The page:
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President Jimmy Carter's Presidency and Defeat in 1980

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A look at President Jimmy Carter's presidency and defeat in the 1980 election.

Description: A black and white photograph of a presidential inauguration, with a large crowd gathered in front of the Capitol building. The president and first lady are visible in the foreground, walking towards the Capitol. The image captures a moment of transition, as one president leaves office and another takes his place.

It was 1980 and Jimmy Carter was in the White House, bedeviled by a hostage crisis in Iran that had paralyzed his presidency and hampered his ability to win a second term. Carter, a Democrat, had won the presidency in 1976, promising to restore honesty and integrity to the White House after the Watergate scandal that had forced President Nixon to resign in 1974. But Carter's presidency was beset by challenges, including a stagnant economy, high inflation, and the Soviet invasion of Afghanistan in late 1979.

Ben Barnes, a former Texas politician, is claiming he witnessed a plot to sabotage the reelection of President Jimmy Carter in 1980 by members of the George H.W. Bush campaign. Barnes, who was a key supporter of Carter in Texas, claims that members of the Bush campaign were involved in a scheme to delay the release of the American hostages in Iran until after the election, in order to hurt Carter's chances of winning.

But after Haley announced her presidential bid, Scott declined to endorse her, breaking a streak of supporting the Republican nominee in nearly every cycle since 1980, except for 2012. Scott's decision not to endorse Haley was seen as a snub by some Republicans, who saw him as a kingmaker in the state's politics.

Trounced by Ronald Reagan in the 1980 election, Carter was, at 56, one of the youngest ex-presidents in history. The newly elected president and wife Rosalynn shunned the limousine that Carter had sent to pick them up at the White House, preferring to walk the 12 blocks to the Capitol for Reagan's inauguration. Carter later said he had no regrets about his presidency, saying he had done his best to serve the country.

ATLANTA (AP) — Former President Jimmy Carter, who at 98 years old is the oldest living former U.S. president, served one term and was defeated by Republican Ronald Reagan in 1980, died Sunday at his home in Plains, Georgia. Carter, a Democrat, was a champion of human rights and worked tirelessly to promote peace and democracy around the world.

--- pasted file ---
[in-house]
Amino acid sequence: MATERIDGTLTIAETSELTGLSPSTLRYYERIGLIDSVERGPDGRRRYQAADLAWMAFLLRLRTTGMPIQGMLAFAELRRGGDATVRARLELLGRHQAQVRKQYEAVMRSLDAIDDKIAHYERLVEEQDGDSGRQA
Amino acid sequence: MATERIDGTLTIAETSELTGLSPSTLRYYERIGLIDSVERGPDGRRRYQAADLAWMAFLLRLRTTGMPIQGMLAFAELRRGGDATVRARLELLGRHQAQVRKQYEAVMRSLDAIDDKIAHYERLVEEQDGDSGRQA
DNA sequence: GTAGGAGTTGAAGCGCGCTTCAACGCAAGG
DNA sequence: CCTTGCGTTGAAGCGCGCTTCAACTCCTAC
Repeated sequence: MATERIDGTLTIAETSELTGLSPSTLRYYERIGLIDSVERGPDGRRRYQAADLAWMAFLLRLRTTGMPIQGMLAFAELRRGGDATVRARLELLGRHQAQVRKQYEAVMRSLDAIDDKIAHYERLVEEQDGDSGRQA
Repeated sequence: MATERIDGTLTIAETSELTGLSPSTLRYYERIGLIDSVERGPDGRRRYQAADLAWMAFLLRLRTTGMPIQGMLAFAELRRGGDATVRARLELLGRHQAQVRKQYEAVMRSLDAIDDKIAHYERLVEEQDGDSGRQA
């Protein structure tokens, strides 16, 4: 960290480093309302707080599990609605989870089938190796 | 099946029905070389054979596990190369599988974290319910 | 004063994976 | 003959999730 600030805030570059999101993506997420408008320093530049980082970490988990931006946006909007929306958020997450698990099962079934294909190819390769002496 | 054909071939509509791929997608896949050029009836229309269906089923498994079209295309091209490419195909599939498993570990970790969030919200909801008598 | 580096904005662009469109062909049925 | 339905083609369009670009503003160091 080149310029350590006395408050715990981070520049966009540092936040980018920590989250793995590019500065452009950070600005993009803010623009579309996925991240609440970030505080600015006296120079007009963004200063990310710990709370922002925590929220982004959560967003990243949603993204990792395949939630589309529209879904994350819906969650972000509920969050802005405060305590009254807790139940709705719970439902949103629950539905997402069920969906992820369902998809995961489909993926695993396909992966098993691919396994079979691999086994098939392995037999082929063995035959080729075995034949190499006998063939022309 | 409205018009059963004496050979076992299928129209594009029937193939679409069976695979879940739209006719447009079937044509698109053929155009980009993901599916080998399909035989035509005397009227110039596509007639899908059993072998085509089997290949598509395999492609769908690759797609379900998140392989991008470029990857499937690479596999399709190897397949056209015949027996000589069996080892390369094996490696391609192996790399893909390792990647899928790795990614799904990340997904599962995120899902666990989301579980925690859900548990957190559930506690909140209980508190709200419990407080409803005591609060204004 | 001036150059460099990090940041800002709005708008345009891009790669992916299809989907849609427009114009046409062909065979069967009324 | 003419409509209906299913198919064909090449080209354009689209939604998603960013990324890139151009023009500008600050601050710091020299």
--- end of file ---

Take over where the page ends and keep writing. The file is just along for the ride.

James Earl Carter Jr. served as the 39th president of the U.S. from 1977 to 1981. He was born in 1924 in Plains, Georgia, and grew up on a farm. Carter attended the U.S. Naval Academy at Annapolis, Maryland, and served in the Navy for seven years. He was elected governor of Georgia in 1970 and served one term before running for president in 1976.

The twice-impeached ex-president is expected to be indicted in an investigation into the Jan. 6 attack on the U.S. Capitol. The investigation is being led by a high-ranking member of Ronald Reagan's 1980 presidential campaign, who has been tasked with determining whether the ex-president played a role in inciting the violence.

In a president's hometown, political memorabilia mix with emotion from the 1980 Carter re-election campaign and, near the front door, an invitation to President Jimmy Carter's inauguration. Carter lost to Ronald Reagan that year, but the home where he was born and raised remains a must-see destination for tourists and history buffs.

Former President Jimmy Carter has asked President Biden to deliver a message to Iran regarding the release of American hostages. Carter negotiated the release of 52 hostages in 1981 after they were held captive for 444 days during his presidency. Carter has been a vocal critic of the current administration's handling of the situation in Iran and has called for a peaceful resolution to the conflict.

jimmy carterpresidency1980 electionronald reaganwhite housedemocratrepublicanhostage crisisiraneconomyinflationsoviet invasionafghanistanben barnestexasgeorge h.w. bushplotdelayamerican hostageshaleyscottkingmakerrosalynninaugurationhuman rightspeacedemocracyu.s. naval academyannapolisnavygovernorinvestigationjan. 6 attackcapitolpolitical memorabiliahometowntouristshistory buffsamerican hostagesmessageiranpeaceful resolution
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